Tiverton seeks state help with stalled industrial park
By William Rupp
Tiverton wants to create a partnership with Rhode Island to develop its mostly vacant industrial park next to Route 24.
As a first step, the Town Council approved on Monday night a letter to be sent to Gov. Lincoln Chafee requesting “formal state involvement” that is viewed as “an alternative approach” to past local efforts. The letter was drafted by Town Administrator Matthew Wojcik.
“The town would like to meet with you and members of your Cabinet and staff as appropriate to exchange specific ideas on how we might partner,” according to Mr. Wojcik's letter.
“We hope to have a meeting happen quickly,” Mr. Wojcik told the Town Council. “We want to take the burden off the town.”
“The community simply does not have the expertise and fiscal wherewithal to develop the property into a fully ‘pad-ready’ industrial park on its own,” Mr. Wojcik writes. “The town believes that the state, through the Commerce Corporation and the Quonset Development Corporation, has the experience and talent required to design a business plan and transaction structure that will develop the park, cover the added investment and establish employment and tax revenues for the town.”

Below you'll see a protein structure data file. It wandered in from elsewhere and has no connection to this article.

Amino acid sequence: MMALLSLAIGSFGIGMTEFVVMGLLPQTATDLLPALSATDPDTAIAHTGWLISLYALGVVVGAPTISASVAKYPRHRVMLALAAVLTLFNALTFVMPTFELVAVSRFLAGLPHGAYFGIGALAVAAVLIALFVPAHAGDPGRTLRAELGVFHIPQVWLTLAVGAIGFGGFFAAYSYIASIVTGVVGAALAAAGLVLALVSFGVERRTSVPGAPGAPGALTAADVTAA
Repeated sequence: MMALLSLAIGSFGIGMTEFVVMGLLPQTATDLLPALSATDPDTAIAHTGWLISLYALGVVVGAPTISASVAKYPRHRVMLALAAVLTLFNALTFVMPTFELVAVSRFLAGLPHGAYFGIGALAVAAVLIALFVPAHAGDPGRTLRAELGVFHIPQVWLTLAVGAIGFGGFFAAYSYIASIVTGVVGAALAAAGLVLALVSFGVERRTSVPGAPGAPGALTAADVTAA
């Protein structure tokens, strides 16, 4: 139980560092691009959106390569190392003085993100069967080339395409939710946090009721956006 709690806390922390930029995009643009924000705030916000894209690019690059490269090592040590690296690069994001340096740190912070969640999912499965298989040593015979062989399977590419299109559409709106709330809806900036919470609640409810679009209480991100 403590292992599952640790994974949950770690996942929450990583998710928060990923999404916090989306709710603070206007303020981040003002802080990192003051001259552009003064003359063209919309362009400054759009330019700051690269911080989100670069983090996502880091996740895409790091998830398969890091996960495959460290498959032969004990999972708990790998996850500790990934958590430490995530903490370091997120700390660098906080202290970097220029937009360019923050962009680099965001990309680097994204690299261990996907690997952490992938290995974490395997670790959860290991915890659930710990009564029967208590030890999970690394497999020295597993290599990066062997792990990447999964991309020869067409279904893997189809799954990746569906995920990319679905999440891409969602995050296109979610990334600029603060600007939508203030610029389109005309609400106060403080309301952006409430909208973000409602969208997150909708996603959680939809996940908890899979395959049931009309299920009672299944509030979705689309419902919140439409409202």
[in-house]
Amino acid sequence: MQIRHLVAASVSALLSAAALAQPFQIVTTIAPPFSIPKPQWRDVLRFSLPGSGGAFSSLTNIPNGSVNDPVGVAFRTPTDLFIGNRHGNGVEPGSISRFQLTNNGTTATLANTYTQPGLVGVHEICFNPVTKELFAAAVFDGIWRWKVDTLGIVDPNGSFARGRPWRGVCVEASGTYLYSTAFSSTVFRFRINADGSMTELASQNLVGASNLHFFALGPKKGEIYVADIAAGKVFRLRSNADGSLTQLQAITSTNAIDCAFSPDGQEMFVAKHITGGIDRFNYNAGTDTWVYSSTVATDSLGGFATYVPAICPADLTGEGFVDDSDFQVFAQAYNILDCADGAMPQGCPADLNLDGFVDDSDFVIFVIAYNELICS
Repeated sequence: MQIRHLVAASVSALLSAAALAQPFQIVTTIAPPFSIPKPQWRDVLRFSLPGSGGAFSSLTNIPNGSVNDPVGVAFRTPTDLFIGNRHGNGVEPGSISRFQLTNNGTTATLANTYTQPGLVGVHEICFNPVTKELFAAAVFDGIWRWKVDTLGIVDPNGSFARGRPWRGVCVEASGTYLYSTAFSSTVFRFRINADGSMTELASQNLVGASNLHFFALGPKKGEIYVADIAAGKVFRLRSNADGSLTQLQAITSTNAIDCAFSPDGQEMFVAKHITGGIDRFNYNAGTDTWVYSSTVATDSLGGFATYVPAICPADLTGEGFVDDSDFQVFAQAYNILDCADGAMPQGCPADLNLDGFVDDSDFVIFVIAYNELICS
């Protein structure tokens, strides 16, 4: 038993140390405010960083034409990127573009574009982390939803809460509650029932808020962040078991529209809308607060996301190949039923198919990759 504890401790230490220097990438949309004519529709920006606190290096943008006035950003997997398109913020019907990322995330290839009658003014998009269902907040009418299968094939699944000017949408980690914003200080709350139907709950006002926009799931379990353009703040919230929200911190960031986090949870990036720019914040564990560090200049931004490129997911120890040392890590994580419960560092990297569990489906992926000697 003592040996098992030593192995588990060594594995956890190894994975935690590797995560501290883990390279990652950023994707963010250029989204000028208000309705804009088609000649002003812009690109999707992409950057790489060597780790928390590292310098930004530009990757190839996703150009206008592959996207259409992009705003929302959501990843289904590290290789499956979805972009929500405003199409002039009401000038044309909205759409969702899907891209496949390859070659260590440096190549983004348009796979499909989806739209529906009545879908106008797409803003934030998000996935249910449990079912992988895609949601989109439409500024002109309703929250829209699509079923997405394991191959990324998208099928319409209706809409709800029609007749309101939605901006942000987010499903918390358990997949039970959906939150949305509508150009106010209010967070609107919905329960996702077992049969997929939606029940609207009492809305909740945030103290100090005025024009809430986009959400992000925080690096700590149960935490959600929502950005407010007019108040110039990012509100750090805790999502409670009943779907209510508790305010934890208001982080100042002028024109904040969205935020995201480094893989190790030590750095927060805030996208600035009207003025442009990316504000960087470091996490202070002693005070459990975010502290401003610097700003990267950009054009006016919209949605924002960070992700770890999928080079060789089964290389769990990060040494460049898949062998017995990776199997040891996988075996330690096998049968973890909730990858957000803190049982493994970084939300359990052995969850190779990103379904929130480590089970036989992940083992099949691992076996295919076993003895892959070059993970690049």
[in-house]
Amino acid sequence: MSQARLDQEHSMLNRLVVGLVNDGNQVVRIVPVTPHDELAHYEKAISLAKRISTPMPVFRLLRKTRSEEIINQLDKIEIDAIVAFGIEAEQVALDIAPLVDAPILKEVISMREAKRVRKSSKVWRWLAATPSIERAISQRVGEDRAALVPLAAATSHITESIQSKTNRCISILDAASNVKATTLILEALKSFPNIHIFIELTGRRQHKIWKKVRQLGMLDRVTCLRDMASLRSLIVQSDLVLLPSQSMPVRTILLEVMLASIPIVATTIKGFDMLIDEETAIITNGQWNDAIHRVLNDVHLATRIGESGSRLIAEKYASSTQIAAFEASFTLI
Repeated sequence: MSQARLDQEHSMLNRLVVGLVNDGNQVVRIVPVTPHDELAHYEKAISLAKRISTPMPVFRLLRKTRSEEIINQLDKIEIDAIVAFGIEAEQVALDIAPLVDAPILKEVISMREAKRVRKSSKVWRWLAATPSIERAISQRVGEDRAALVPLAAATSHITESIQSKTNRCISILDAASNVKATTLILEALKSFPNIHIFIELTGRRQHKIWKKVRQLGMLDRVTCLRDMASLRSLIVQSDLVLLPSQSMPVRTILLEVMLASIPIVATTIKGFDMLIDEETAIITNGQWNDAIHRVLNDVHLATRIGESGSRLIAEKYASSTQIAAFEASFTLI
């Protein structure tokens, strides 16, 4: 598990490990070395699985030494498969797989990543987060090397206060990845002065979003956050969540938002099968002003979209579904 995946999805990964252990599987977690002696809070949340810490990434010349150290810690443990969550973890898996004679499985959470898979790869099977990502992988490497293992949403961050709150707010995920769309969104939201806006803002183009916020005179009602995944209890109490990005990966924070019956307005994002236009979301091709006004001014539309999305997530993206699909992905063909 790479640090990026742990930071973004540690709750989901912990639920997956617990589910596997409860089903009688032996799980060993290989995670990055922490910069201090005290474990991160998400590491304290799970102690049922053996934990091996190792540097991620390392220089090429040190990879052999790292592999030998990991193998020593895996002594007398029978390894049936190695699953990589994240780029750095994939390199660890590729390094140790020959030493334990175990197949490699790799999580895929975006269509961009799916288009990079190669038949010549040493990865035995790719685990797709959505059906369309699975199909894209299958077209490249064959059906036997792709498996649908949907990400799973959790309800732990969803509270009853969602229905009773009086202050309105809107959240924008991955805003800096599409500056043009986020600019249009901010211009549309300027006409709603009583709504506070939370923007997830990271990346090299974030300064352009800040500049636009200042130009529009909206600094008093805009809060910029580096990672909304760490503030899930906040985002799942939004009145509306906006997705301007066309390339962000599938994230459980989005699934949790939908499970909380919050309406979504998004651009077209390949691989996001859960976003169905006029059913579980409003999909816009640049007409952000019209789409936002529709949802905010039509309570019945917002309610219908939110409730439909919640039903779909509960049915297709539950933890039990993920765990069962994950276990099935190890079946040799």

Tiverton Industrial Park consists of 172 acres of land with approximately 100 acres open to development. Tiverton purchased the land almost 20 years ago with a bond that cost taxpayers about $5.358 million, Mr. Wojcik said.
Numerous attempts to develop the park have been made over the years, with each round of work leading to additional investment for water and sewer connections, engineering and soil testing, approval of an expedited permitting process, forward thinking design standards, competitive site plans, and marketing efforts, according to Mr. Wojcik’s letter. Tiverton has now invested more than $8 million in the park, he said.
The industrial park has only one tenant – Emera Energy. The firm finished last fall the purchase of the gas-fired co-generation plant known as Tiverton Power, according to Mr. Wojcik.
Emera Energy also invested in the park infrastructure by building a road that can be used by other tenants, he said. The tax treaty between Emera and Tiverton brings about $750,000 into the town each year, but it also postpones pay-back on the investment until well beyond 2020 without considering the town’s investment 20 years ago.
“It was with these financial considerations in mind that Tiverton issued a request for proposal (RFP) in 2013 seeking a master developer to manage the completion of site readiness and the marketing of the park to suitable tenants,” according to Mr. Wojcik’s letter. “Despite extensive advertising placement, there was unfortunately little interest from the development community in an industrial park of this size and infrastructure development status.”
The only concern with this “alternative approach” was raised by Town Councilor Jay Lambert. He questioned the timing of the letter with business activity throughout the region picking up and Fall River mentioned as the location for a casino.
“The faster we move, the faster we get an answer,” said Mr. Wojcik.
The Town Council voted unanimously to send the letter to the governor.